Arizona Artists Featured in New Exhibitions at Mesa Contemporary Arts Museum

Prescott artist Julie Comnick spent nine months asking musical instrument shops across the country for violins deemed beyond repair. After gathering close to 100 violins, she took them to a mountaintop clearing and then set them alight at dusk. For 12 hours, she watched them burn -- and recorded what transpired.

Comnick's video became the source material for a series of large-scale paintings featured in "Arrangement for a Silent Orchestra" now on view at Mesa Contemporary Arts Museum, which is located on the Mesa Arts Center campus. The exhibition also includes her video.

You can see them Friday, February 13, when Mesa Contemporary Arts Museum presents a free reception celebrating new and continuing exhibitions. "Arrangement for a Silent Orchestra" is one of five exhibitions you'll be able to see Friday night. And we have the rundown on them all.

See also: Valentine's Day Weekend in Metro Phoenix: 10 Artsy Things to Do

The museum opens its "36th Annual Contemporary Craft Exhibition" in the Main Gallery on Friday, where you'll be able to see 51 works by 30 artists representing 12 states. Exhibited works were created with diverse materials including paper, fiber, wood, glass, metal, porcelain, watercolor, acrylic paint, concrete, neon, and more.

Half of the artists hail from Arizona, and half of the works were created in 2014. So it's a good opportunity to see new works and support local artists.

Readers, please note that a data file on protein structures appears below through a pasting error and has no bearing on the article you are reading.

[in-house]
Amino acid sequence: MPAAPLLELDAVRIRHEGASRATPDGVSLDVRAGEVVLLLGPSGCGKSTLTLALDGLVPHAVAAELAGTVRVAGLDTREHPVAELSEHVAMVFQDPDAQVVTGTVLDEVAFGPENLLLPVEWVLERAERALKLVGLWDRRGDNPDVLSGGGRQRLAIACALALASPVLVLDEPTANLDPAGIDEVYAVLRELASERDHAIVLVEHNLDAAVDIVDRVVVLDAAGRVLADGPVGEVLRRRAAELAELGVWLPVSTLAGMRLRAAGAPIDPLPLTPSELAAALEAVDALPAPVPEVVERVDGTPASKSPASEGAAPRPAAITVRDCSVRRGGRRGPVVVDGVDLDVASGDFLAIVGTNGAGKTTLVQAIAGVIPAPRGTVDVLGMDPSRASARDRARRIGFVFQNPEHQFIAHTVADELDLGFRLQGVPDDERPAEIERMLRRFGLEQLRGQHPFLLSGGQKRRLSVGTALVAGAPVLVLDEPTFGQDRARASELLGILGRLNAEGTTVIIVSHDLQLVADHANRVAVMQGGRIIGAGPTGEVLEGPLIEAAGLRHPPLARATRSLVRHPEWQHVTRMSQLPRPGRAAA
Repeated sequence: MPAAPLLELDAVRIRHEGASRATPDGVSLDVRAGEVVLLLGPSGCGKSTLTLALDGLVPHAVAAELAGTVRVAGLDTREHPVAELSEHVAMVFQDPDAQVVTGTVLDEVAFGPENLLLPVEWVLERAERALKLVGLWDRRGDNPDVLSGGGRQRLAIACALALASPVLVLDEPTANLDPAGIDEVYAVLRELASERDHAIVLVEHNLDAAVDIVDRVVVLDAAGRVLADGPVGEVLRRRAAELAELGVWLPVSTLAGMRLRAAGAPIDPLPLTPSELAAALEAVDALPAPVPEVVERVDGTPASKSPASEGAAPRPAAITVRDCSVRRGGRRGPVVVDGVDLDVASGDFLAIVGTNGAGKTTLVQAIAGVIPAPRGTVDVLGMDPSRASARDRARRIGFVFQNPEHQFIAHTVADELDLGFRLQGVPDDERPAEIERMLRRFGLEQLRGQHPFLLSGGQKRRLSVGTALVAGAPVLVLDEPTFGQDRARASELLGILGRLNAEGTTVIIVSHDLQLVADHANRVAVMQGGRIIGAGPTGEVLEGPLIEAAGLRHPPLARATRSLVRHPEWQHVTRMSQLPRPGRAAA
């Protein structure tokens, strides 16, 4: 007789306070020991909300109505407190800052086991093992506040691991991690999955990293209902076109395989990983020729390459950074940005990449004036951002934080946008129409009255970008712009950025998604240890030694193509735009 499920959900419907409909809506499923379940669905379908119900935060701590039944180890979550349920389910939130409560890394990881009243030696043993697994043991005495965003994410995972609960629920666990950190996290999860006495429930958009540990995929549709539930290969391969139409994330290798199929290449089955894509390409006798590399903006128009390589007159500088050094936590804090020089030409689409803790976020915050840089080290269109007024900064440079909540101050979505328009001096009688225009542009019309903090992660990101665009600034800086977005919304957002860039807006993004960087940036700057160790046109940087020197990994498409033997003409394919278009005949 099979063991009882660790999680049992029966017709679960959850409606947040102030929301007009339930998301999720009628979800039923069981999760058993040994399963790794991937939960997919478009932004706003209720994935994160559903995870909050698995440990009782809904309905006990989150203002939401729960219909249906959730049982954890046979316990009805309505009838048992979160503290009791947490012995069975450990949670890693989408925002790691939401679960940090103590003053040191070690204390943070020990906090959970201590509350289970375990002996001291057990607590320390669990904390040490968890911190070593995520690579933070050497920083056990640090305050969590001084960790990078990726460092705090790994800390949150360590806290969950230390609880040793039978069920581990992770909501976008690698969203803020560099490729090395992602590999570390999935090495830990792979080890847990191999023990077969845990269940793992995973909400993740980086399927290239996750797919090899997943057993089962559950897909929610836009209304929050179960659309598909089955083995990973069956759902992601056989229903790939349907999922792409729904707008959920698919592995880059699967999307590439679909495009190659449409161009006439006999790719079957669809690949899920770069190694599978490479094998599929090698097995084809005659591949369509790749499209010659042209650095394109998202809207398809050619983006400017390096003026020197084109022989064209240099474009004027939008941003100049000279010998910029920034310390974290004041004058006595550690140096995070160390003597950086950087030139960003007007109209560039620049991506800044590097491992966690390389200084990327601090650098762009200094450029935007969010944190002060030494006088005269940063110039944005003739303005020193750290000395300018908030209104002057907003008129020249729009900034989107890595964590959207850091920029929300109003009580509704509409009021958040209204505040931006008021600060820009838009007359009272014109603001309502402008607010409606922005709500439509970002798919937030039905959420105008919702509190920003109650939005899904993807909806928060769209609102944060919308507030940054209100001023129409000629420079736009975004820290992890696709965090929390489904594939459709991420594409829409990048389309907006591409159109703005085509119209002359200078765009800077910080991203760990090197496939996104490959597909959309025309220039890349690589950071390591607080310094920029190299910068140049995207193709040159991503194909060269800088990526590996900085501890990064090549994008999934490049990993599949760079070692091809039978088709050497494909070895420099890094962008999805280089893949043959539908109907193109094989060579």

Exhibition jurors Jennifer and Mike Tansey, who own Tansey Contemporary art gallery in Santa Fe, reveal in their jurors' statement that they "chose to place heavy emphasis on both quality in execution and a creative approach to traditional media."

Their Jurors' Choice Award went to Jeff Reich of Mesa, who has four stoneware pieces in the show. Reich will receive a monetary award, and a solo exhibition in the Dr. Ruth Tan Lim Project Room during next year's contemporary craft exhibition.

The exhibition "Beaded, Not Broken," featuring works by self-taught Minnesota artist Brenda Brousseau, also opens at Mesa Contemporary Arts Museum on Friday. After receiving last year's Jurors' Choice Award, Brousseau was invited to exhibit works in the Project Room during this year's contemporary craft exhibition.

"Beaded, Not Broken" includes ten headdresses, ten mandalas, and three sculpture/books -- all inspired by traditional Native American beadwork. Brousseau traces her interest in beading to her grandmother, who took her to an exhibition of Native American beadwork then bought her a child's loom from the gift shop. "I have never looked at life the same since," she shares.

We're intrigued by the titles of her works -- which include Flapper's Reunion, It's Not Nice To Fool Your Motherboard, The House That Seuss Built, and Our Fathers Sins. Exhibition materials note that featured works represent thousands of hours of work, and that each one is layered with "personal symbolism and meaning."

Three exhibitions previously opened are also part of this Friday's opening reception.

"Insectographia: Drawing in Enamel," which opened in December of 2014 in the SRP Gallery, features more than 60 works by Virginia artist Charity Hall. Most are brooches, but the exhibition also includes earrings, belt buckle, necklace, ring, and bowl.

Hall creates entomological imagery on enameled surfaces using drawing, painting, and sgraffito (applying layers of tinted plaster). Each piece includes hand-fabricated metalwork, typically done in copper and/or silver, to complement the enamel. Hall also incorporates lab-grown and naturally occurring gems.